Before a blood transfusion, a technician tests your blood to find out your blood type (A, B, AB, or O) and whether you're Rh-positive or Rh-negative. He or she pricks your finger with a needle to get a few drops of blood or draws blood from one of your veins.
The blood type used for your transfusion must work with your blood type. If it doesn't, antibodies (proteins) in your blood attack the new blood and make you sick.
Some people have allergic reactions even when the donated blood does work with their own blood type. To prevent this, your doctor may prescribe a medicine to stop allergic reactions. (For more information, go to "What Are the Risks of a Blood Transfusion?")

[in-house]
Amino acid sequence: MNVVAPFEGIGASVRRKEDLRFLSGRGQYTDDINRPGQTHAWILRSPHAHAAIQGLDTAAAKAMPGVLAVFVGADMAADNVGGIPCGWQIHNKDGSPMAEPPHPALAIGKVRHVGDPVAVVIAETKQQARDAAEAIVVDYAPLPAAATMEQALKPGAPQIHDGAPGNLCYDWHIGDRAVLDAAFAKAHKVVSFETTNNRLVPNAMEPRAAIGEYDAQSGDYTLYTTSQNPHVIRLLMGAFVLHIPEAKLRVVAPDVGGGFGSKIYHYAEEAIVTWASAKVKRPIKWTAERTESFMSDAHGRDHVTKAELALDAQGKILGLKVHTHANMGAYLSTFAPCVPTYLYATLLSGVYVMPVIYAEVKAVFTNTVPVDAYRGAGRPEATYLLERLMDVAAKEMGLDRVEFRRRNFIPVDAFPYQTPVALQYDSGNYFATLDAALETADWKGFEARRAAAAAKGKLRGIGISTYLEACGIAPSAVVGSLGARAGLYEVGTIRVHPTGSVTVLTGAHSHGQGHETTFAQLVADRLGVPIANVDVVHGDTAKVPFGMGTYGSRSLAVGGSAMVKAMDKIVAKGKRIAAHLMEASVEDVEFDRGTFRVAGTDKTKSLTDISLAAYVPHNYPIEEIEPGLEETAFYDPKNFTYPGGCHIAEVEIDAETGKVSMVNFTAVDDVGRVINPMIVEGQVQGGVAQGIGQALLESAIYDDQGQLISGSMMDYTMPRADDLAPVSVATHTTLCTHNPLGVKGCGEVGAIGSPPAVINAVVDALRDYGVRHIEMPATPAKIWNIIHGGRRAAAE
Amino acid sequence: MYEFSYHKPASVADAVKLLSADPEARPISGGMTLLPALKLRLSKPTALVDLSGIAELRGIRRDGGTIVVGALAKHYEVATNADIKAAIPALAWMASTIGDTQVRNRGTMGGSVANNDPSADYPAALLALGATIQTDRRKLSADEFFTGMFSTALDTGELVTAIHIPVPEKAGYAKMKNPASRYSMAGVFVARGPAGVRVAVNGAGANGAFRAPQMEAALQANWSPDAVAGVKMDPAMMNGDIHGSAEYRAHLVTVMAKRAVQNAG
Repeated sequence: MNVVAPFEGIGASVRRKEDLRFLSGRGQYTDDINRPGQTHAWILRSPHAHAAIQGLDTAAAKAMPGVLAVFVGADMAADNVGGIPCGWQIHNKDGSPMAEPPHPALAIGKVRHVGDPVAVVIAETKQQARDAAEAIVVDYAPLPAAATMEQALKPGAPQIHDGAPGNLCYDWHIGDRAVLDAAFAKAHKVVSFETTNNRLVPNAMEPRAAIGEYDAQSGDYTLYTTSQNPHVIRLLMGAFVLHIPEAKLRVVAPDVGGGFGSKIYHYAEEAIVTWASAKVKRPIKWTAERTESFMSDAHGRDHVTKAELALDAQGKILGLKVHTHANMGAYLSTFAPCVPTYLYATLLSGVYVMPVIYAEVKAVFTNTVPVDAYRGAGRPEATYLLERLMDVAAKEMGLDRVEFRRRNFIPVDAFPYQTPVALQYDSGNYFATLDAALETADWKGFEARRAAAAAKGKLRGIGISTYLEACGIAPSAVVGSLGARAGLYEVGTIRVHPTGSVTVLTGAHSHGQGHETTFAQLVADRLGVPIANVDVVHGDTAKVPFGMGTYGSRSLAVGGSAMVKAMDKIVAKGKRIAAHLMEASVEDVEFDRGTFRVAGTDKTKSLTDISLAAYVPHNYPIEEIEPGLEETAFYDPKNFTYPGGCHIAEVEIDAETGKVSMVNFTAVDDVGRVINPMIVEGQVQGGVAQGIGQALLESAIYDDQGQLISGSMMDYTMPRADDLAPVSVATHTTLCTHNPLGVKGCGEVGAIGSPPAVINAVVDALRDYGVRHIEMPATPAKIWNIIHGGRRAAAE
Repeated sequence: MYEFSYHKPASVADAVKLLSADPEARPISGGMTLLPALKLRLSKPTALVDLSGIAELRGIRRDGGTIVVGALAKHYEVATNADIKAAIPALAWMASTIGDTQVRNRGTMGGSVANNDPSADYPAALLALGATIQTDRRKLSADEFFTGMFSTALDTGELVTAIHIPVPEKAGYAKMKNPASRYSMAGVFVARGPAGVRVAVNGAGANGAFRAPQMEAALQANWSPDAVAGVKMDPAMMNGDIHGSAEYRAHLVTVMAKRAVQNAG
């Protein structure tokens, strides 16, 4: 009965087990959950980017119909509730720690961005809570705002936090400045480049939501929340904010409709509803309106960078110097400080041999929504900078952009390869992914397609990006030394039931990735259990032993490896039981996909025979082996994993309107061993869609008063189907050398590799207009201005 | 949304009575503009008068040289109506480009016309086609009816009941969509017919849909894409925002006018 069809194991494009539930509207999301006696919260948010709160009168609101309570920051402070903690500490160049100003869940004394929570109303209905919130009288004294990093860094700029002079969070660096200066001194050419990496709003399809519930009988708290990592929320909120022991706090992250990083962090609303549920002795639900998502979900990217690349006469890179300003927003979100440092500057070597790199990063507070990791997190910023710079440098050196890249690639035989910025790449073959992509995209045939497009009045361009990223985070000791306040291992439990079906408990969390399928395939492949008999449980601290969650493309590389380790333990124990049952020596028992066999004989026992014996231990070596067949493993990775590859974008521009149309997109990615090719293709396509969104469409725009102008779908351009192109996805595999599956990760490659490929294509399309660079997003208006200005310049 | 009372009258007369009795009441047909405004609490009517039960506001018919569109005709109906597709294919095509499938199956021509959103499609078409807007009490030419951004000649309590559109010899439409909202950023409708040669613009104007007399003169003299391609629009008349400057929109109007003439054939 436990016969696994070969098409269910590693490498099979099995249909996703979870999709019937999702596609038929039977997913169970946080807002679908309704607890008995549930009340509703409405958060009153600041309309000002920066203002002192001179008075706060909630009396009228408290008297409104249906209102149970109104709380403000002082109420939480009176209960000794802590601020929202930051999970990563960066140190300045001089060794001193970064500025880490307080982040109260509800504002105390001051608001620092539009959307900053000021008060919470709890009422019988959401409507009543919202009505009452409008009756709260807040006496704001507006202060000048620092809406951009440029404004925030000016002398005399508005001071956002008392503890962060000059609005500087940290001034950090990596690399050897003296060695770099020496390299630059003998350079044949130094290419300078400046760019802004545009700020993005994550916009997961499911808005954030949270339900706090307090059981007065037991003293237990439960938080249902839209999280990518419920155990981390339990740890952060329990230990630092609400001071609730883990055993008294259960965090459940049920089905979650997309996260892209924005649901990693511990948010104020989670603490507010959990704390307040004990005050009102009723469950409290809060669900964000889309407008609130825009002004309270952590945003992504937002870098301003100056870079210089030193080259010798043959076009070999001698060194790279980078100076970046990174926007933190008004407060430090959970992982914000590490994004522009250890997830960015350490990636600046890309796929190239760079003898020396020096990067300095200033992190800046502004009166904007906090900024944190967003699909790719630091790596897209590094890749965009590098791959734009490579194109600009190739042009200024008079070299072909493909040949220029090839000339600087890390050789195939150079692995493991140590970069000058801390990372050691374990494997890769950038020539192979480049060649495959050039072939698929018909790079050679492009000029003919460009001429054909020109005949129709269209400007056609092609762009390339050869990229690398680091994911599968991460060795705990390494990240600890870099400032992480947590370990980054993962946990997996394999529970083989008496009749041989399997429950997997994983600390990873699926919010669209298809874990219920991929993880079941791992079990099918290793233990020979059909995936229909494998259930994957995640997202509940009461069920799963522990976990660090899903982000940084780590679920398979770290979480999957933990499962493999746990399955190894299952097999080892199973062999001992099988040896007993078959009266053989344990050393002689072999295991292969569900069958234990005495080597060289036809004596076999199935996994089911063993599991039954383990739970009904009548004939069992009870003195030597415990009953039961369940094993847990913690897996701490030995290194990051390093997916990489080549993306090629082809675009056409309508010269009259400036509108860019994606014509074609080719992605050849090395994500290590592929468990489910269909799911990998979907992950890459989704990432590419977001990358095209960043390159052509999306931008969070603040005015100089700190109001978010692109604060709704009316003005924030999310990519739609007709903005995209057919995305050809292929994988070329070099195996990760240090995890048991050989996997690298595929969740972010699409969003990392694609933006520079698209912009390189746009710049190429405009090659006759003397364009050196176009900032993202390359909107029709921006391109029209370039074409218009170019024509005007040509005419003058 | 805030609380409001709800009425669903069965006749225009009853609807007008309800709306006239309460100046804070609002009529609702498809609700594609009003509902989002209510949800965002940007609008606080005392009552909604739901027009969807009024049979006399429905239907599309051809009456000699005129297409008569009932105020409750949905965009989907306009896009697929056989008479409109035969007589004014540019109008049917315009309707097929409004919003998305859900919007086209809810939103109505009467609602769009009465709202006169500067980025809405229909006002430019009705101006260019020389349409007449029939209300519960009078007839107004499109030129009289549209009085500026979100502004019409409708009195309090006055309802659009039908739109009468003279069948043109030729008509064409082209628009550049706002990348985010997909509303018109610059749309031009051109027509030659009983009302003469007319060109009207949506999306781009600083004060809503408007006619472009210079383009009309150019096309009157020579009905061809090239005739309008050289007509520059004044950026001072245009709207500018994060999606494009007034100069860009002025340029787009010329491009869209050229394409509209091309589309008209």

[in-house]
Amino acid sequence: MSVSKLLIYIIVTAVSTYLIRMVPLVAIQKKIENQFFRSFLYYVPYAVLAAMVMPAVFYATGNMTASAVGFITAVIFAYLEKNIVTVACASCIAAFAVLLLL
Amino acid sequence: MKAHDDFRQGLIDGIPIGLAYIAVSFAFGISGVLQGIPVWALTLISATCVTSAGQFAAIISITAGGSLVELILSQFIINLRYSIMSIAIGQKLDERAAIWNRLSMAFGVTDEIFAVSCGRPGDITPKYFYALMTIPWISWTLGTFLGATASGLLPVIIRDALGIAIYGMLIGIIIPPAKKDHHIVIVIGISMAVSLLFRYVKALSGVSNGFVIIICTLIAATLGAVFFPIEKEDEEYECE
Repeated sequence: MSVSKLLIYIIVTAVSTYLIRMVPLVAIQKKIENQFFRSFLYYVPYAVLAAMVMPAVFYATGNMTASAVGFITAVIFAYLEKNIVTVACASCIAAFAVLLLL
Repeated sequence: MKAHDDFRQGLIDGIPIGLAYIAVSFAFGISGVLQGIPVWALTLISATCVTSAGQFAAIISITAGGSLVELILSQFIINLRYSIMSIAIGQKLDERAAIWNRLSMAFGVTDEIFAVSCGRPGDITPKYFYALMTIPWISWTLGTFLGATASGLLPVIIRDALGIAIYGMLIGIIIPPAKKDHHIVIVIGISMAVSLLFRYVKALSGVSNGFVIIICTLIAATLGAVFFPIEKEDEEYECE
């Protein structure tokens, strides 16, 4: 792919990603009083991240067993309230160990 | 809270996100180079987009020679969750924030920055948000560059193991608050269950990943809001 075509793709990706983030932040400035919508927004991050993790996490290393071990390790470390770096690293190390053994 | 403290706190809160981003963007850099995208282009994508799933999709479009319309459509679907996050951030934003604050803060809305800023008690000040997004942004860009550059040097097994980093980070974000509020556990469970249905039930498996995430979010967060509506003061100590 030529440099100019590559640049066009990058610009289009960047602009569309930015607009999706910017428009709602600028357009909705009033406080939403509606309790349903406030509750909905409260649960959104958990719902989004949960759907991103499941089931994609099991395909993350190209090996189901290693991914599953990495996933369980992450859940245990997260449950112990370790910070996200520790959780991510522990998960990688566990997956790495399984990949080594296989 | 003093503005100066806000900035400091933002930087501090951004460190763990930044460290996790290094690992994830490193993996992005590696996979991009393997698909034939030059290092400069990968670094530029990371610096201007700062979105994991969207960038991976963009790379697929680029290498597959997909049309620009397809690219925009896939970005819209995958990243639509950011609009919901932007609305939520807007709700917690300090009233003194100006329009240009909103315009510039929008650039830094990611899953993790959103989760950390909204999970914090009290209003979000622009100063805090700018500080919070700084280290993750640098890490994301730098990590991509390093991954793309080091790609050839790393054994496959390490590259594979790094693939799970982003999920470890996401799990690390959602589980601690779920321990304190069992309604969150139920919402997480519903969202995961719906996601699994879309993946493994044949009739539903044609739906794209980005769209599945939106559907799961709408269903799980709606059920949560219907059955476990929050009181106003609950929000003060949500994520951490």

If you have allergies or have had an allergic reaction during a past transfusion, your doctor will make every effort to make sure you're safe.
Most people don't need to change their diets or activities before or after a blood transfusion. Your doctor will let you know whether you need to make any lifestyle changes prior to the procedure.
Clinical trials are research studies that explore whether a medical strategy, treatment, or device is safe and effective for humans. To find clinical trials that are currently underway for Blood Transfusion, visit www.clinicaltrials.gov.
December 9, 2013
Gary H. Gibbons
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